Lord Benjamin Whitbury meets the most unconventional Katherine Oakes when she comes, dressed in boy’s clothing, to bid farewell to her horse, which had been bought by Lord Benjamin. Benjamin, who was forced out of the navy in disgrace, has come to London to seek employment and possibly marry a woman whose dowry will help restore his fortunes.
Katherine has a talent in picking the winners at racehorses -- until her father put a stop to it. She now hopes to establish her own horse training facility with land she will inherit in a month’s time on her twenty-first birthday. Her father has brought Katherine to London for her first season in hopes that she will attract a suitable husband. However, Katherine has already contracted a secret engagement with Cyril Cullman. Cyril has also come to London where he has become a great social success and dubbed the First Beau. Katherine’s outspokenness and lack of feminine mannerisms have contributed to her social failure.
Cyril and Benjamin attend Katherine’s father’s card party. In a private wager at the end of the night, Cyril wins nearly every penny Benjamin owns, plus he forces Benjamin to become engaged to Katherine. Cyril realizes he can do a lot better than Katherine and her few acres, but wishes to retain her good opinion because he intends for her to become his mistress.
Benjamin reveals the terms of the wager to Katherine’s father, who insists that she become engaged to Benjamin. Katherine knows that a wager has been involved but does not know the details; her conclusions place the blame on Benjamin. It is settled that for one month they will present a mock engagement but at the end of that month Katherine can cry off. In return for her cooperation, Katherine enlists Benjamin’s efforts in readying her property for occupancy.
Over the following month Benjamin and Katherine will discover unexpected qualities in each other. Will they end their engagement as planned?
In this sequel to The Misfit Marquess, Benjamin is the brother of the earlier Regency’s hero, and the now-happily-married couple make a cameo appearance. The general plot outline is reminiscent of the story line of the much darker and more sensual The Dark Angel, one of my favorite Mary Balogh Regencies. In that book, Balogh’s hero has been disgraced by his rumored relationship with his stepmother.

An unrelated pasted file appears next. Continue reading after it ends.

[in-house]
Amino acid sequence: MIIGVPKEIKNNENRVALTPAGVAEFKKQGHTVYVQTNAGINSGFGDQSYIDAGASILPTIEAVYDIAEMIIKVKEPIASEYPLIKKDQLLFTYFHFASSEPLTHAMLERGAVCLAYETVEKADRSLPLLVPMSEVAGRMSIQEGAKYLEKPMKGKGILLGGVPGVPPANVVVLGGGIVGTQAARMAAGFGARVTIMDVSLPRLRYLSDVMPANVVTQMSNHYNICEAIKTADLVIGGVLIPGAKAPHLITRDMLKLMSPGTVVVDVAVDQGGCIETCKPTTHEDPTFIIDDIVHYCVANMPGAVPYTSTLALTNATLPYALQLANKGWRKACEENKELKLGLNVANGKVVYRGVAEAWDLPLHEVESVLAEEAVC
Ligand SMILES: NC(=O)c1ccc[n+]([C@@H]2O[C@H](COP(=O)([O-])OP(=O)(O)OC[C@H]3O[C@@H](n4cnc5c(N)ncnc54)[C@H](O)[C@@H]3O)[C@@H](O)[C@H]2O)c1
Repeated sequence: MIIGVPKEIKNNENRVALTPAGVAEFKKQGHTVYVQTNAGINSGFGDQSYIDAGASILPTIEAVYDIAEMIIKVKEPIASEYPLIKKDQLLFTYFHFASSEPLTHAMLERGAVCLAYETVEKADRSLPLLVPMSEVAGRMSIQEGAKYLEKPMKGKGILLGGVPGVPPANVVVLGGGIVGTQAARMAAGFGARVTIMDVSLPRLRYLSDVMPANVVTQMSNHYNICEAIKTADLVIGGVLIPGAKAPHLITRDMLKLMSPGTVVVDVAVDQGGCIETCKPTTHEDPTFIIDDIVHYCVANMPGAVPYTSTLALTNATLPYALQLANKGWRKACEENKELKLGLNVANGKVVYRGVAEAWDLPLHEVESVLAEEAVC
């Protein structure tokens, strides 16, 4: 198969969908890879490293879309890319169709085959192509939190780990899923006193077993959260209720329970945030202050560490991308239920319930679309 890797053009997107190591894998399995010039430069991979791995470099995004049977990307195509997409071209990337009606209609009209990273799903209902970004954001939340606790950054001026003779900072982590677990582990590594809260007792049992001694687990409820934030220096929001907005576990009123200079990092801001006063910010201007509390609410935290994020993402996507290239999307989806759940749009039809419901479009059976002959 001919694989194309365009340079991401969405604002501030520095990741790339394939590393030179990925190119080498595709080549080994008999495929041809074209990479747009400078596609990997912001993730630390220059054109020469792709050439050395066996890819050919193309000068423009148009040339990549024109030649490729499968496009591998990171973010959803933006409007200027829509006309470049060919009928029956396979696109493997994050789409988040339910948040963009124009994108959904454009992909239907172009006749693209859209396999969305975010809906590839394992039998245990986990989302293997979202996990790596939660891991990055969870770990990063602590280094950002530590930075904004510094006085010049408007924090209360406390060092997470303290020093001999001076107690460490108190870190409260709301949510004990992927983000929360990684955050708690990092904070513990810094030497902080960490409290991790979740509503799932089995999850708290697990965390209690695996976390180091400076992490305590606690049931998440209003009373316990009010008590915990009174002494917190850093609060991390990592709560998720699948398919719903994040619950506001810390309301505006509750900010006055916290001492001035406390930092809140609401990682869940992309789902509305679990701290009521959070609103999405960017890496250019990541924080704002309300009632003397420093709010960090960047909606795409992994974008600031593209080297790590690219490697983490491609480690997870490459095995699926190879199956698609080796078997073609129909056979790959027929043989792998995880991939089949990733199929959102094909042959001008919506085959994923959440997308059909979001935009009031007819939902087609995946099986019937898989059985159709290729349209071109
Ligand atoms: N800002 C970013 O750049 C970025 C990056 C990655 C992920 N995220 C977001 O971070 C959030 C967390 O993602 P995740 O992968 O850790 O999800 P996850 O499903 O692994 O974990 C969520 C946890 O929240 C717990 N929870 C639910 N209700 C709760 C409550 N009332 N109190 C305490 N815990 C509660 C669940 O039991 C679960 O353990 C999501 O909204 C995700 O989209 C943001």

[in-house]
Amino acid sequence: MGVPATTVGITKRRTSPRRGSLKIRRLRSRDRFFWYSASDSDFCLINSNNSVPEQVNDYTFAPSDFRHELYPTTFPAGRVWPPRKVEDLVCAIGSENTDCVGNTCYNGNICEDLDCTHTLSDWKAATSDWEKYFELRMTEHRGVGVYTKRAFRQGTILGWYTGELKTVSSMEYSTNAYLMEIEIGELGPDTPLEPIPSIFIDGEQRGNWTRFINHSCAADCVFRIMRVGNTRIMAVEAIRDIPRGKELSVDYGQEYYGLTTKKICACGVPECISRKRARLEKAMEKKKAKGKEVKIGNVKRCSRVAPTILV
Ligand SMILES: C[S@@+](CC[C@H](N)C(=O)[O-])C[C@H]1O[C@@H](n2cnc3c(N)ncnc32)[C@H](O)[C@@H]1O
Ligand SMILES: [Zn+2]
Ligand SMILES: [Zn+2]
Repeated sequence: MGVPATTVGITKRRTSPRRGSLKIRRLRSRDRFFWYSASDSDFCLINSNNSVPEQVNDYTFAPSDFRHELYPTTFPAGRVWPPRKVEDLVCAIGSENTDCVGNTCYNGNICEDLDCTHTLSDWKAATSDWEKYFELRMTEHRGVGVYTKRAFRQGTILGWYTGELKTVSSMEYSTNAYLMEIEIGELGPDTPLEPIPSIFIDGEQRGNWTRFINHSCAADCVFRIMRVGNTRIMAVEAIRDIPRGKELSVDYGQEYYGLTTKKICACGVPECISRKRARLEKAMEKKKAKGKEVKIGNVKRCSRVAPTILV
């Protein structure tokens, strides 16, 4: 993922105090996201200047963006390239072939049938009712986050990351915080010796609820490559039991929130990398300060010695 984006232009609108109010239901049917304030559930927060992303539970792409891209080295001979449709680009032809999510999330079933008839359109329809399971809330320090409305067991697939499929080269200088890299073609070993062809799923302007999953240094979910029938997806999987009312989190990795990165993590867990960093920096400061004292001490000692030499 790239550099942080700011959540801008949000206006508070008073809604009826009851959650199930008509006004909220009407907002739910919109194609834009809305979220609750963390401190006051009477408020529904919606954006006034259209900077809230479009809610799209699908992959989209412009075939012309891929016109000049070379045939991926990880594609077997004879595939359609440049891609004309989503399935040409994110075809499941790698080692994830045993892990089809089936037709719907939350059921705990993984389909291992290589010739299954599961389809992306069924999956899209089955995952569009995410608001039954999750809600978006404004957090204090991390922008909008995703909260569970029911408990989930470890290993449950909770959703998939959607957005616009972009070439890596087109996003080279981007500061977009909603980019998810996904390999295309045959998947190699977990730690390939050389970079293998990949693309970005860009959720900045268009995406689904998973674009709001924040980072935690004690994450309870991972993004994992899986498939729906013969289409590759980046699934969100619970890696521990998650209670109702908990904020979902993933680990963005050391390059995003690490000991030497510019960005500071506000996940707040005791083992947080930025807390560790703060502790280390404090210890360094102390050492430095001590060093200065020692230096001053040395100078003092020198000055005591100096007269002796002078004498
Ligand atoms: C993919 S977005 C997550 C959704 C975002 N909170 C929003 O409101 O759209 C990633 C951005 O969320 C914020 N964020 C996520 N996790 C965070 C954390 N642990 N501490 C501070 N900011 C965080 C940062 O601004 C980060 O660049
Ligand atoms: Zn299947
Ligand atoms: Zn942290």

I have serious reservations about the plausibility of Benjamin’s alleged misdeeds. During the Regency era, England was often at war with France. It is difficult to believe that any officer accused of smuggling naval supplies to the French wouldn’t find himself court-martialed for treason. Benjamin, of course, is far too honorable to do such a despicable thing, but his reasons for accepting blame and his subsequent actions strain credulity. Moreover, the resolution of this subplot is simply too quick and neat.
Cyril makes a satisfyingly slimy villain. Unfortunately, in story after story, supposedly intelligent heroines fall for scum like him, and the intelligent and intuitive Katherine is no exception. The forced engagement seemed unrealistically contrived. It would be more in character for Cyril to simply callously dump Katherine and moved on to richer prospects. With him out of the picture, of course, it would be less obvious how vastly superior Benjamin is.
The story’s most appealing aspect is how Benjamin slowly comes to realize that Katherine is more admirable and desirable than the type of woman he had thought he wanted. The reader can watch the gradual change in his thinking so that when he realizes he’s in love with her, it’s very believable. I just wish the rest of the story were equally convincing.
Readers who prefer those stories that grab them by the throat and pull them along until the climactic finish are likely to find The Bartered Bridegroom pretty tame stuff. On the other hand, readers who like a slower paced story with likeable characters where the good guys get their rightful reward and the villains get their just desserts at the end may want to check it out.